3. Can My Child Play Normally With a Pacemaker?

Many children with pacemakers live a normal, healthy life. Restrictions depend on your child's health. Most kids with heart defects that are being managed by a cardiologist can play, take gym class and participate sports. Your pediatrician may recommend avoiding contact sports. Many other physical activities, such as soccer, swimming, bicycling and more are enjoyed by kids with pacemakers.

4. How Long Does a Pacemaker's Battery Last?

The battery will last for years as will the pacemaker itself. Battery life depends on whether the pacemaker makes each heartbeat or only needs to make a beat periodically. A low battery will show during regularly scheduled checks.

5. What Devices Interfere With a Pacemaker?

Your child's heart doctor will provide you with information about devices that could interfere with a pacemaker. Pacemaker technology has advanced, and things that used to interfere with the devices, such a microwave ovens, today are safe. Your cardiologist will advise you about what types of machinery to avoid.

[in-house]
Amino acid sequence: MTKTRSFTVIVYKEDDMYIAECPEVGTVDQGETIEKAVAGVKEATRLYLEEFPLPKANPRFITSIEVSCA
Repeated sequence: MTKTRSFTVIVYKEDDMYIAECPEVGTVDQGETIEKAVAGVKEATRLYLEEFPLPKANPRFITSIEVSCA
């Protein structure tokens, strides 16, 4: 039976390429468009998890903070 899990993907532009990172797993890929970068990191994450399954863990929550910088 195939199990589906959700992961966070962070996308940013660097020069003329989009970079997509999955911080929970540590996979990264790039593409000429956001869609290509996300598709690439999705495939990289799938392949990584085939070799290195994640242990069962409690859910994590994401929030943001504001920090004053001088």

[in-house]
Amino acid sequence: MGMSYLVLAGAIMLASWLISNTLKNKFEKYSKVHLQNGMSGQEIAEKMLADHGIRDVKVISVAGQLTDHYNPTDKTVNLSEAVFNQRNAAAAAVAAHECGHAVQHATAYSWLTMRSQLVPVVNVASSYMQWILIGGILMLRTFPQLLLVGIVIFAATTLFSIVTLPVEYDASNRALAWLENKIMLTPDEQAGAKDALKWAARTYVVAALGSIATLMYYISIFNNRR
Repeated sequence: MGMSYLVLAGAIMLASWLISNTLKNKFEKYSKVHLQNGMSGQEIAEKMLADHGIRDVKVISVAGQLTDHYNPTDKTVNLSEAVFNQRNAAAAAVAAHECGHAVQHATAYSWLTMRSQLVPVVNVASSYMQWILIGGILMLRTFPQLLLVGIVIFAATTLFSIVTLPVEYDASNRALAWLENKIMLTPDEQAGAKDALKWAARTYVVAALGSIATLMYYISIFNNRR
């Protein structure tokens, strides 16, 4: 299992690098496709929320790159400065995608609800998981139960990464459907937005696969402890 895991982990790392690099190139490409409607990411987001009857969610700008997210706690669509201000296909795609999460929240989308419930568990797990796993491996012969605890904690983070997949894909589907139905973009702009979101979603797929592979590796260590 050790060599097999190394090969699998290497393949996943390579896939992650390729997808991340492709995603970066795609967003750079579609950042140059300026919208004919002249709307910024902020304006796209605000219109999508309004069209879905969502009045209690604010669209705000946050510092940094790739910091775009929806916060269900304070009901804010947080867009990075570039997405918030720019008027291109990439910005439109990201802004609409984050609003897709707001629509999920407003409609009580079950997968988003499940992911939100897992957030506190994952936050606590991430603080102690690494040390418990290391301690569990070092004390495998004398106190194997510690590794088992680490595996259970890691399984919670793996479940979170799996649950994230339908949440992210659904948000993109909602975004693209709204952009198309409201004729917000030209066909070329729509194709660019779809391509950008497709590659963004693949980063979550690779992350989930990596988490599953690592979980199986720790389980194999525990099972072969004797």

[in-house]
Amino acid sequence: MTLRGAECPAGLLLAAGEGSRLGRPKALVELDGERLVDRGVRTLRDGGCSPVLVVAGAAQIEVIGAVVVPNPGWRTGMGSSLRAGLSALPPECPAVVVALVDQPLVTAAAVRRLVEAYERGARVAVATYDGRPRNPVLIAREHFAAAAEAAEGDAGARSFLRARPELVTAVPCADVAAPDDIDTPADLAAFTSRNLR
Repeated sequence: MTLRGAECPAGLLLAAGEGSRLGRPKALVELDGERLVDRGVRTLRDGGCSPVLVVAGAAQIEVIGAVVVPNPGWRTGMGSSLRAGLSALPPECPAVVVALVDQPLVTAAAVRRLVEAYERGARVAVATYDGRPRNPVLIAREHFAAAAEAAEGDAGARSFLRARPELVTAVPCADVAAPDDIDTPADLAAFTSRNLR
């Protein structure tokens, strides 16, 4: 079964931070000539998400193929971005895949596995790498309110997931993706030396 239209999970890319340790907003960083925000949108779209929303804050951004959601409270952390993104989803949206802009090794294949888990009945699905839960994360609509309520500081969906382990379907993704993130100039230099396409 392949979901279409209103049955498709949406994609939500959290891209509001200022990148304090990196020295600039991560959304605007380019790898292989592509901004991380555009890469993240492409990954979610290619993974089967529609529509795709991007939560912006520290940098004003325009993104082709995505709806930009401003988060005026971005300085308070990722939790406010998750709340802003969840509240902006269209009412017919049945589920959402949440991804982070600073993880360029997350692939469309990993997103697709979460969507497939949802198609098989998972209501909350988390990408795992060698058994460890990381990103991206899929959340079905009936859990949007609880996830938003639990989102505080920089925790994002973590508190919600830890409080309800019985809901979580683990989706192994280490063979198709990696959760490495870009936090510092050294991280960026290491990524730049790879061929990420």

6. Can My Child go Through a Metal Detector?

Yes, it's OK to pass through a metal detector. If the detector sounds an alarm, inform security that your child has a pacemaker.  Don't allow security personnel to pass the detector wand over the pacemaker. Make sure your child wears a medical bracelet that indicates they have an implanted device.


What is an echocardiogram?


echocardiogram pediatric cardiology

When you’ve been told there’s something abnormal with your child’s heart, just about the only thing you’re thinking about is finding out the cause of the abnormality and treating it as soon as possible. There is a multitude of heart-related medical tests to narrow down possible ailments, but one of the least invasive and effective procedures is called an echocardiogram.